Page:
As a result of substandard bookkeeping at the Pentagon it is possible that billions of dollars has been defrauded from its budget over the years. It is publically acknowledged that for a 15 year period until 2013 the Pentagon had kept unauditable books and had not complied with federal law in their bookkeeping activities and that the accounts they did keep were largely based upon fictitious numbers (Reuters - Behind the Pentagon's doctored ledgers, a running tally of epic waste). The end result of this is that the $8.5 trillion spent by the U.S. military since 1996 has never actually been properly accounted for. The Pentagon has also admitted that a significant proportion of this money could have gone to waste or was misspent fraudulently. However bad bookkeeping practices at the Pentagon didn’t just apply to the accounts, it equally applied to its actual stores of weaponry, ammunition and essential supplies. For example between 2003 and 2011 it had mislaid some $5.8 billion of military supplies as a result of redistributions which occurred between the regular and reserve units.
An attempt to properly address the issue of poor bookkeeping at the Pentagon was made as far back as 2001 (CBS News - The War on Waste). The then Secretary of Defense Donald Rumsfeld raised the issue at an ironically poor moment in time as it happened to be 10th September 2001, the day before the attacks on the World Trade Center and the Pentagon itself. What had been a critically important issue as far as U.S. government spending was concerned was largely forgotten in the rush to hunt down the terrorists. On the day of the 10th of September 2001, Rumsfeld publically admitted that, “According to some estimates we cannot track £2.3 trillion in transactions”. Even the Pentagon accountants themselves admitted that 25% of what they had spent couldn’t properly be accounted for.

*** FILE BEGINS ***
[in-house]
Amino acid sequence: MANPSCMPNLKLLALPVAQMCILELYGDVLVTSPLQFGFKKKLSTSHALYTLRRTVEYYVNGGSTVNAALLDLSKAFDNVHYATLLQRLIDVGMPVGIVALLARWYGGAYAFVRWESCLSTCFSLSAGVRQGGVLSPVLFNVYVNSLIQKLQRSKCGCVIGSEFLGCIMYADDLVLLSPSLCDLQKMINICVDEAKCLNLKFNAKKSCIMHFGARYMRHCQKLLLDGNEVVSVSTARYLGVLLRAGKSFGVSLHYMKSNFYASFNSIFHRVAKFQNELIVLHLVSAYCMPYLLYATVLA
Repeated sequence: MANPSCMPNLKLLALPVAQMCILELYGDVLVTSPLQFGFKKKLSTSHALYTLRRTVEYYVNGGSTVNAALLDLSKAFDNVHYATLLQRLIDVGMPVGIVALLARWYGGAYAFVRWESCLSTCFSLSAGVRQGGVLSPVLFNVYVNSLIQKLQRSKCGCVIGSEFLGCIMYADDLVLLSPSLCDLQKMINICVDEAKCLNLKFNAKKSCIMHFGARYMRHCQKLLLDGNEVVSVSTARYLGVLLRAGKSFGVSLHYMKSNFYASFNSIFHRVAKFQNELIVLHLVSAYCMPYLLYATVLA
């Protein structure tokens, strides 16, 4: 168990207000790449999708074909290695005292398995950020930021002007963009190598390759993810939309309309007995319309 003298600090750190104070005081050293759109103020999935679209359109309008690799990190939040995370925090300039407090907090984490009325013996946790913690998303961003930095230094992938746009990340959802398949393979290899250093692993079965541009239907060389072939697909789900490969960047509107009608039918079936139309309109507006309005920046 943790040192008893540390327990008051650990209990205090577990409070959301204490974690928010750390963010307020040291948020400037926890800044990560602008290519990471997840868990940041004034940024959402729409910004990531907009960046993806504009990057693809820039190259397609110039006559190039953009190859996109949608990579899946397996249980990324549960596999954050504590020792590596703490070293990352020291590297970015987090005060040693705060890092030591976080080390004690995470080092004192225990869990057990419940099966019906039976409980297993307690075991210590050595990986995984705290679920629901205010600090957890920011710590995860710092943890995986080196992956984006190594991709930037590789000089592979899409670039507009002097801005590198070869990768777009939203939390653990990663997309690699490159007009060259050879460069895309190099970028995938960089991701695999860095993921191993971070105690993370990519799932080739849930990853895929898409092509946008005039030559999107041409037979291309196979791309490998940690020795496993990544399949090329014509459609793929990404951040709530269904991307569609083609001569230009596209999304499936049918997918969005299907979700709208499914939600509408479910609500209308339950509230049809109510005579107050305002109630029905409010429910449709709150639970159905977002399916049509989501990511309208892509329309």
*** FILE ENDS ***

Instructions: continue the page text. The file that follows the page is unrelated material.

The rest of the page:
Donald Rumsfeld and team address members of the press after the 11th September, 2001 attack on the Pentagon.
An employee of the Defense Finance and Accounting Service which supplies accounting services to the military spoke out on the issue of missing millions in military budgets (CBS News - The War on Waste). The employee, Jim Minnery, produced an example of $300 million that couldn’t properly be accounted for at one defence agency. He carefully followed the paper trail as it made its way across the country but still couldn’t properly determine what had become of the money. Minnery’s supervisor at the DFAS had apparently become perplexed at why his subordinate should be so concerned about such an issue when Minnery’s answer was that he was only doing his job. Eventually Minnery was reassigned and he claimed his bosses had then attempted to cover the problem up.
However the problem of poor accountancy practice at the Pentagon was not new even in 2001. Some twenty years prior to this a Department of Defense Analyst, Franklin C. Spinney, publically highlighted the issue and claimed the problem only worsened as time went by (CBS News - The War on Waste). Speaking of the military bookkeeping practices of the time he is quoted as saying, “Those numbers are pie in the sky. The books are cooked routinely year after year.”
The arms and military supply industries are such lucrative concerns that fraud and embezzlement are a constant problem and without the proper bookkeeping practices it is absolutely impossible to detect. Ultimately it is always the ordinary tax payer who pays the price for the billions in fraud and wasted expenditure. Over the years it would seem that the Pentagon has shown a complete disregard for keeping an appropriate record of how it spends government money. Only this year has the Pentagon finally stated that it is now ready to receive government auditors after a deadline originally set in 2011 and some 18 years after it was first made federal law for all government departments to be audited annually (Stars and Stripes - Pentagon say it's ready for 1st audit after years of delays). But why did it take the Pentagon so long before anything was properly done and how many billions in tax payer’s money were unnecessarily wasted or lost completely over the years? According to a report by Reuters in 2013 the fraudulent figures at the Pentagon can exceed a trillion dollars within a single year which is far in excess of the entire U.S. defence budget (Reuters - Special Report: The Pentagon's doctored ledgers conceal epic waste). Considering that the U.S. national debt currently stands at almost $18 trillion or $56,000 for each and every U.S. citizen, this is money the government simply can’t afford to squander.